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Tax Pitfalls of Flipping Houses

By James W. Rinier, CPA, EA, and Anthony P. Curatola
January 1, 2019
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Selling a house for a profit can be a nice economic windfall, but the amount of taxes owed for the gain can vary ­significantly depending on whether the home meets the principal residence requirements, is an investment, or, at worst, is part of a business.

 

Television and other media present a wonderful image about the opportunities for buying houses on the cheap and then quickly selling them for a profit in a rising market, often after renovating them to improve the value. What often goes undiscussed are the tax consequences from this activity of flipping houses. This includes the exclusion of gains up to $250,000 ($500,000 if married, filing jointly) from the sale of a principal residence or the incursion of capital gains tax on the sale of an investment property or of ordinary income tax and self-employment tax from a house-selling business.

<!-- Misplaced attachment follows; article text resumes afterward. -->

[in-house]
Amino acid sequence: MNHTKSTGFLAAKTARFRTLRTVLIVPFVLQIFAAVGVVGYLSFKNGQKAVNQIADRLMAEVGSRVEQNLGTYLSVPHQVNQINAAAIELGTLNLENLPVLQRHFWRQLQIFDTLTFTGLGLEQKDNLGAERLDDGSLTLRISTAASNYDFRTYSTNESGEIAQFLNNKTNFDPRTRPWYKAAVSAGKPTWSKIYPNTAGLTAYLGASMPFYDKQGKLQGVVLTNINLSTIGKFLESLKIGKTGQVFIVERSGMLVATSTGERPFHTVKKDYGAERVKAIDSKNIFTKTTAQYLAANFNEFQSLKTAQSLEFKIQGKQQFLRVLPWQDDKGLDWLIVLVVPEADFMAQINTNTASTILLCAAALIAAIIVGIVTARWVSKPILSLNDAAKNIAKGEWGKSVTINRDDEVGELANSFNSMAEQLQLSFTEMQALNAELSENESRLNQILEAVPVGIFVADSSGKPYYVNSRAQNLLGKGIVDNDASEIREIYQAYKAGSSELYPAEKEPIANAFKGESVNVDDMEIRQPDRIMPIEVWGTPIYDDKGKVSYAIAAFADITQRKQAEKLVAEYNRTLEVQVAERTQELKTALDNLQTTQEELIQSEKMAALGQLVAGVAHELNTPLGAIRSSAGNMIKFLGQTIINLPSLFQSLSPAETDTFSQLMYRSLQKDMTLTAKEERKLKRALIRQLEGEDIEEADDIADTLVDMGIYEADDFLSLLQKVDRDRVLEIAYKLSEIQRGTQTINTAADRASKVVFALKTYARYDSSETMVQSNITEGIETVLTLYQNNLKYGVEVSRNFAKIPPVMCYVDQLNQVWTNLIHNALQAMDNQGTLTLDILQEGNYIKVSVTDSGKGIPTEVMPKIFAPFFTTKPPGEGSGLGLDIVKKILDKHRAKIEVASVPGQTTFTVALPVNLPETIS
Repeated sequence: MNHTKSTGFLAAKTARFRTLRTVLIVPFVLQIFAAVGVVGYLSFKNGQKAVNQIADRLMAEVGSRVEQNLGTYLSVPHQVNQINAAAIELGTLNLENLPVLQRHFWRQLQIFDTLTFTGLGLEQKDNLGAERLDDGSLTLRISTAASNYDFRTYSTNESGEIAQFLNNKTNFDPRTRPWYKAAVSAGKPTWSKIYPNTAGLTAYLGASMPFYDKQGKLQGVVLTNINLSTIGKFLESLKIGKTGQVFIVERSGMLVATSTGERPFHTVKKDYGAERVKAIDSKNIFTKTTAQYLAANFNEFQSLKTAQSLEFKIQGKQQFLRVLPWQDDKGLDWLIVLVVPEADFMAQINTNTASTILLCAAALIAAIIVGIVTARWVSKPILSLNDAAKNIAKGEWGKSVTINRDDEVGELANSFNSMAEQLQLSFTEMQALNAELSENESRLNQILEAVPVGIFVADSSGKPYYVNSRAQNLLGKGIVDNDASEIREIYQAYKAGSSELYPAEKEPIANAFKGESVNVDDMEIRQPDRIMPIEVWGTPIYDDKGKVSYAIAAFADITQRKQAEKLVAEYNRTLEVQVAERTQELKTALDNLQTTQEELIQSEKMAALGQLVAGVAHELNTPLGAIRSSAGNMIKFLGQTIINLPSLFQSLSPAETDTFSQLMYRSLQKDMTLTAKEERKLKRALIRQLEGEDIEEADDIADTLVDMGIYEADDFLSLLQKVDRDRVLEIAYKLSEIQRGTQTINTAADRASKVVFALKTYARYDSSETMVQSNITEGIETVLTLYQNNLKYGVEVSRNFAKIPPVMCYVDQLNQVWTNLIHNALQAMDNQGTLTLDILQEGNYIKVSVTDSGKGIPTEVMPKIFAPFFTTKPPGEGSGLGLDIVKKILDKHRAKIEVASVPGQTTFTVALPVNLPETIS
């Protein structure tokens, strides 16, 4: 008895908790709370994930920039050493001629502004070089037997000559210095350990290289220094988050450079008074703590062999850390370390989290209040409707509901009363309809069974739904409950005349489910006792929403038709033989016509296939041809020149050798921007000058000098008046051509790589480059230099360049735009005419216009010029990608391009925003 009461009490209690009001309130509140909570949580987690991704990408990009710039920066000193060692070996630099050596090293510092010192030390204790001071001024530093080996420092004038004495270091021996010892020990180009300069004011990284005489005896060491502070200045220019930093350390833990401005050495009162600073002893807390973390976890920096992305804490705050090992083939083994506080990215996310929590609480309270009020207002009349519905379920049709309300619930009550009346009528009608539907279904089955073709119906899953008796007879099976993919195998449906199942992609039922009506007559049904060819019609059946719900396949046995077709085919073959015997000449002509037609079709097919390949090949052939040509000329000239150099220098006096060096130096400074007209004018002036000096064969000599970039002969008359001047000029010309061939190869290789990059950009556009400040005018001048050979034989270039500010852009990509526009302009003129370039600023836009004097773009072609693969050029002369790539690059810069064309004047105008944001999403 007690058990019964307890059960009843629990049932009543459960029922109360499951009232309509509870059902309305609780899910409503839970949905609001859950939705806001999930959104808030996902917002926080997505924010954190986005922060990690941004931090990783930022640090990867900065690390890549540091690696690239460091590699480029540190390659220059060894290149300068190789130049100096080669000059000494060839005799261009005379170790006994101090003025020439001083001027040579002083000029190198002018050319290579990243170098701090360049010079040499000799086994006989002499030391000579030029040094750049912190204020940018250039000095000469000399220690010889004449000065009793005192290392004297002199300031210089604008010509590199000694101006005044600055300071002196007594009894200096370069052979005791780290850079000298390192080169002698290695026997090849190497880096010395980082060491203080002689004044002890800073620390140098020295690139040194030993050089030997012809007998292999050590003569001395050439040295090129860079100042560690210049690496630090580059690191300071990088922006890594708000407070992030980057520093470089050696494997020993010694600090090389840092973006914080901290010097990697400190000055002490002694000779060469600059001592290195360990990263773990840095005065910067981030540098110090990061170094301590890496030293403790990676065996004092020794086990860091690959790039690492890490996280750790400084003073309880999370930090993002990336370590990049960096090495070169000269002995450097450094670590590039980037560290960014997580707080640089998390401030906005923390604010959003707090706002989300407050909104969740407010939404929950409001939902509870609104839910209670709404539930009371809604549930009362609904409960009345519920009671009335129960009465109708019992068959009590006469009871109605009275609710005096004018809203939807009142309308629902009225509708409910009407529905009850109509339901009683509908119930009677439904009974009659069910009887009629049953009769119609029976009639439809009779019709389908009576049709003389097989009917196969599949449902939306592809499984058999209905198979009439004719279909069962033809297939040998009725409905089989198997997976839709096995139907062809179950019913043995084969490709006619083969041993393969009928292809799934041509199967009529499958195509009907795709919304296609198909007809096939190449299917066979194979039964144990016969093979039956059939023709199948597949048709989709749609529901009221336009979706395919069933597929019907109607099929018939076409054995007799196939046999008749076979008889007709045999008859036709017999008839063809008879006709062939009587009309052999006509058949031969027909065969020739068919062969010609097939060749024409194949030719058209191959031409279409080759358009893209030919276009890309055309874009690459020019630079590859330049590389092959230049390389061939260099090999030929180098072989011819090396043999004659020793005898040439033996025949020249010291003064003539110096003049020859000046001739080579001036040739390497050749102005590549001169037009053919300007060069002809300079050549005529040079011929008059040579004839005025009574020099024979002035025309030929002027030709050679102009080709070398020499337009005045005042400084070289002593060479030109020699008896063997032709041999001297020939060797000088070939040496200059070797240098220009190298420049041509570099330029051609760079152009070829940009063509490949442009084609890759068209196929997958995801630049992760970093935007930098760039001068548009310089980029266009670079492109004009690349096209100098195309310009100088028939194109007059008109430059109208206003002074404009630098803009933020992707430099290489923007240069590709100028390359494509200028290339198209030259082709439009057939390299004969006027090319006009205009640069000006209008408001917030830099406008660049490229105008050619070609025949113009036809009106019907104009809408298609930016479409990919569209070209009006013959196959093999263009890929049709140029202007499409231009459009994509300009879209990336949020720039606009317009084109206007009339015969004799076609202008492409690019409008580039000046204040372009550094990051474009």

SALE OF A PRINCIPAL RESIDENCE

 

Per Internal Revenue Code (IRC) §121, a taxpayer can exclude up to $250,000 ($500,000 if married, filing jointly) of the gains from the sale of his or her principal residence if certain requirements are satisfied:

 

  1. The home has been the taxpayer’s principal residence for at least two out of the past five years;
  2. The taxpayer satisfies the look-back rule, which means the two-year residency period doesn’t overlap with the two-year residency period of a former principal residence;
  3. The taxpayer didn’t acquire the home through a like-kind exchange during the past five years (IRC §1031);
  4. The taxpayer isn’t subject to expatriate tax; and
  5. The taxpayer satisfied other qualifying requirements, such as not being separated or divorced from his or her spouse during the ownership period and other eligibility tests found in IRS Publication 523.

 

This allows a taxpayer to buy, renovate, and then sell his or her principal residence every two years and, more importantly, exclude up to $250,000 ($500,000 if married, filing jointly) of the gains from the sale of the principal residence. Better yet, a taxpayer can do this process repeatedly as long as the requirements are satisfied each time.